Police had later paid a visit to the family. But without any other evidence or warning signs, they were unable to do much more. When the attacks happened, police were as shocked as the family’s neighbours, who had no suspicions at all.
Professor Barton believes the new legislation — and the ban on JAD — will make it harder for jihadist groups to organise. “What we saw in Surabaya was a couple of close-knit family cells that were flying below the radar, who managed to launch attacks without detection,” Professor Barton said.
“Police had not identified the level of threat that was there, presumably because [the cell members] weren’t communicating broadly beyond themselves, so [police] were not picking up intelligence intercepts that gave the game away.
“And that in a way is a sign of an effective counter-terrorism campaign in Indonesia over two decades – that these groups have been forced to become very secretive, and not communicate broadly.
“But it seems likely if police could move freely against JAD networks they would have caught up with those families well before they did what they did.”
Increasing police powers to fight terrorism can work
Professor Barton likened the new legislation in Indonesia to laws Australia introduced in 2014 to ban jihadist recruits from travelling to Syria or Iraq to fight alongside Islamic State. Similar legislation introduced in Europe also constrained what such groups could do.
“There has been broad success in Western democracies arguably in stopping major attacks like 9/11 or the London transport system attack in 2005, or the attack in the Madrid train network the year before,” he said. “We haven’t seen a repeat of those attacks. We did have the awful spectre of the Manchester attack and a series of smaller attacks in the UK last year.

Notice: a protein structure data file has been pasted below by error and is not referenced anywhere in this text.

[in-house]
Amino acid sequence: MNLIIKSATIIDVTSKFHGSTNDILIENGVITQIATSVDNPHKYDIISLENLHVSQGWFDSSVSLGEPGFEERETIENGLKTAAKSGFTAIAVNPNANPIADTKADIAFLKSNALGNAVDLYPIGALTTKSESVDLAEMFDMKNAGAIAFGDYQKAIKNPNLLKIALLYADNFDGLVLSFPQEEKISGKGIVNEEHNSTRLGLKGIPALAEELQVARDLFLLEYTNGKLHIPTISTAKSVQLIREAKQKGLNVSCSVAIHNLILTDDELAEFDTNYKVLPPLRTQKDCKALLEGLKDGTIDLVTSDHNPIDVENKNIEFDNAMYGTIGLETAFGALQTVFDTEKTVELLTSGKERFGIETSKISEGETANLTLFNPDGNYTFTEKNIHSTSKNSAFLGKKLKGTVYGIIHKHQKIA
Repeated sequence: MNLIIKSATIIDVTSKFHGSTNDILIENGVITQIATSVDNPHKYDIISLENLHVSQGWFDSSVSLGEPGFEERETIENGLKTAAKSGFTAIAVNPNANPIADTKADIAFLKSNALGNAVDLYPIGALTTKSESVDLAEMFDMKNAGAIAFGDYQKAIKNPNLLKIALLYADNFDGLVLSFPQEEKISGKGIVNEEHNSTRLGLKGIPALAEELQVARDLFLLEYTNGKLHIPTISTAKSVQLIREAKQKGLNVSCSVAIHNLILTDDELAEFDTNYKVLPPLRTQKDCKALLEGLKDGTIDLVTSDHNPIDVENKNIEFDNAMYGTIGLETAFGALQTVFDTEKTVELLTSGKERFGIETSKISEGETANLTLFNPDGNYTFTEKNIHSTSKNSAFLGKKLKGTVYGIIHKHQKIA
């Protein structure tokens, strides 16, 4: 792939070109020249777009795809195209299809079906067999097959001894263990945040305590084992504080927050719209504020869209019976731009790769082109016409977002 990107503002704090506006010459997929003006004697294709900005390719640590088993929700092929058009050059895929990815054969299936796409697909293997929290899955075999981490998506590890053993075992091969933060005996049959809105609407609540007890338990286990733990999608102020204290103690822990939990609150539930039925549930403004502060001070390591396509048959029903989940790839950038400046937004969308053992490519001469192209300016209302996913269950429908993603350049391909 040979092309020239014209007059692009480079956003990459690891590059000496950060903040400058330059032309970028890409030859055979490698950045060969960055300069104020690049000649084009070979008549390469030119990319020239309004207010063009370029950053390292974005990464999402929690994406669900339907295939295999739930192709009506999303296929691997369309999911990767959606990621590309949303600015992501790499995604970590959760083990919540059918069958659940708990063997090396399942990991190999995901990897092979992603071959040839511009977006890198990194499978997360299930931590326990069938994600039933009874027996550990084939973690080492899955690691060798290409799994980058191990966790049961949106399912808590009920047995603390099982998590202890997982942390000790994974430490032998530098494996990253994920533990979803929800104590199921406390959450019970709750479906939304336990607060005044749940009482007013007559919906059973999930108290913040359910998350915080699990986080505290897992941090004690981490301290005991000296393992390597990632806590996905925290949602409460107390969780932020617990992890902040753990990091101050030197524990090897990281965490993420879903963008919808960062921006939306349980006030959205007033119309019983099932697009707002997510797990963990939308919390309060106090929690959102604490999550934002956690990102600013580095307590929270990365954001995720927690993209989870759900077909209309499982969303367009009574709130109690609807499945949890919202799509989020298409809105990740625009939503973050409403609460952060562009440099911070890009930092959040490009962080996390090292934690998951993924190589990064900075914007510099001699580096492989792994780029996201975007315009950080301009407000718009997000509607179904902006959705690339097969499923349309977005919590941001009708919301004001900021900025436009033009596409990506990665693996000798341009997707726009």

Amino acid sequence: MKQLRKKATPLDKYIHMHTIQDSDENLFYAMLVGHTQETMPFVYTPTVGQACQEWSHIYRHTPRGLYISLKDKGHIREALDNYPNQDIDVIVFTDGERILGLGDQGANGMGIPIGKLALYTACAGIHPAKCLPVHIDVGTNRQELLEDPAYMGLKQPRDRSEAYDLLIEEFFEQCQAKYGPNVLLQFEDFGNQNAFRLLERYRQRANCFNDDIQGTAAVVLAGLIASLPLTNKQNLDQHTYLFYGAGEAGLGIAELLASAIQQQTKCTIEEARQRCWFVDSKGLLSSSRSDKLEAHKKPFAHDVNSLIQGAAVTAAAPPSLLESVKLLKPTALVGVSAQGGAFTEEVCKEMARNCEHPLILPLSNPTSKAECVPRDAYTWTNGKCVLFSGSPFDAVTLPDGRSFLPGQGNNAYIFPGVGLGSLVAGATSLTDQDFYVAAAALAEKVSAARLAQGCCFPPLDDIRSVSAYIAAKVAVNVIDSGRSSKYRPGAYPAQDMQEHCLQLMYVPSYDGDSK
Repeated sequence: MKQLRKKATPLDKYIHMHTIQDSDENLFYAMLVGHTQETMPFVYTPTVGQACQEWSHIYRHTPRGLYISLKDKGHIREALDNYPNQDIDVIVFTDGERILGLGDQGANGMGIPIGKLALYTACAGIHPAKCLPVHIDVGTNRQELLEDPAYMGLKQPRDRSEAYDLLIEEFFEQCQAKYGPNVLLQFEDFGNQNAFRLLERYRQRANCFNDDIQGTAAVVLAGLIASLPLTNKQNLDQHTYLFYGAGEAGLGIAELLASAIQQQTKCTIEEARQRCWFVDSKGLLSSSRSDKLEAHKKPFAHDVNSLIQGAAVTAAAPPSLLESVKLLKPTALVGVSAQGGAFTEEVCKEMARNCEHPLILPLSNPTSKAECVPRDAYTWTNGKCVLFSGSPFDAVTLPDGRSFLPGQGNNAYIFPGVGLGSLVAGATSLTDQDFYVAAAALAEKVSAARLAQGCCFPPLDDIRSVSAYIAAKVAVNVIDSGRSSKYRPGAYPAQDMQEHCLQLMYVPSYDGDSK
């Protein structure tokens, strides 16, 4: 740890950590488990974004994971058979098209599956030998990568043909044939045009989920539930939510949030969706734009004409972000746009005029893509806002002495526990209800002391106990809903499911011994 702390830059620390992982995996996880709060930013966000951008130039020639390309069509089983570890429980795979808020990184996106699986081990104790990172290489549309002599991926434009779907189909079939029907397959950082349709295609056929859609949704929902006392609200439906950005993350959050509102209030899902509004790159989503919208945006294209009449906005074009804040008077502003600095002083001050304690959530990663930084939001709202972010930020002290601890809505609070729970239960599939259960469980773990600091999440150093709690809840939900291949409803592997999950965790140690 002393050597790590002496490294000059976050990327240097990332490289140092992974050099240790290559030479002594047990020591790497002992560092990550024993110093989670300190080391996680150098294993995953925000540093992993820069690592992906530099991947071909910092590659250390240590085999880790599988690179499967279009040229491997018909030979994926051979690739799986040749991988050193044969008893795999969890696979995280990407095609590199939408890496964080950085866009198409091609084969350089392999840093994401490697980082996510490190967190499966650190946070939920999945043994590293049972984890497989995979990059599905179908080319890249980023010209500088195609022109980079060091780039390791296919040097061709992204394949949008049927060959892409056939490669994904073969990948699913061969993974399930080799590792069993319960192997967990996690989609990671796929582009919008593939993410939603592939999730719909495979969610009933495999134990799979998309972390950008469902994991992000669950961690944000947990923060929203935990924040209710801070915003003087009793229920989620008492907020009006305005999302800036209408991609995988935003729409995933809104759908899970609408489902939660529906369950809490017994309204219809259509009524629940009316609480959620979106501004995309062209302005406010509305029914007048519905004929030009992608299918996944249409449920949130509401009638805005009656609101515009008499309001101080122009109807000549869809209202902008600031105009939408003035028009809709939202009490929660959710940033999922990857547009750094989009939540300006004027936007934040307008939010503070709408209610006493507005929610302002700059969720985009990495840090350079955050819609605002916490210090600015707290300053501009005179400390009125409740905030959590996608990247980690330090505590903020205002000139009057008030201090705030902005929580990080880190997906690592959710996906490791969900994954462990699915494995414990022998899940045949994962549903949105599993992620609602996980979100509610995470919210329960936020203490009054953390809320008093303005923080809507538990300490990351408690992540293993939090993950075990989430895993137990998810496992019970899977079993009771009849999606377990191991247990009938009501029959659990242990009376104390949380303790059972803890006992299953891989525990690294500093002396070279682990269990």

“But effectively, counter-terrorism operations have so constrained large networks, that they don’t get a chance to put together a large-scale sophisticated plot. And that’s been true of Indonesia as well.
“This is just another incremental move down the track to constraining what these groups can do.”
An estimated 500 Indonesians have returned home from Iraq since Islamic State was largely ousted from Syria and Iraq last year. Another 600 or more were still believed to be in Turkey, waiting to return home. Many were believed to be members or supporters of JAD or its many affiliate groups. The group’s founder, radical cleric Aman Abdurrahman, was sentenced to death last month for inciting attacks including the 2016 Starbucks bombing.
JAD and its member groups have served to fill a vacuum created after Jemaah Islamiah was banned in 2008. JI was the organisation that inspired those militants who carried out the Bali bombings of 2002 and 2005.
Professor Barton said it was inevitable if JAD was slowly snuffed out of existence, other extremist groups would take their place. He pointed to Darul Islam (DI), arguably Indonesia’s first major jihadist group that was crushed in the 1950s and 1960s, and its leaders executed.
Decades later, family members linked to DI went to Afghanistan to fight with the Afghan Mujahideen. In 1993 some declared themselves part of a breakaway group — Jemaah Islamiah. Even today he said some of the many hundred Indonesians who fought with ISIS in Syria and Iraq were also from families connected to the Darul Islam network.
“It’s an example where outlawing a group doesn’t make it disappear, or stop the inter-generational transfer,” Professor Barton said.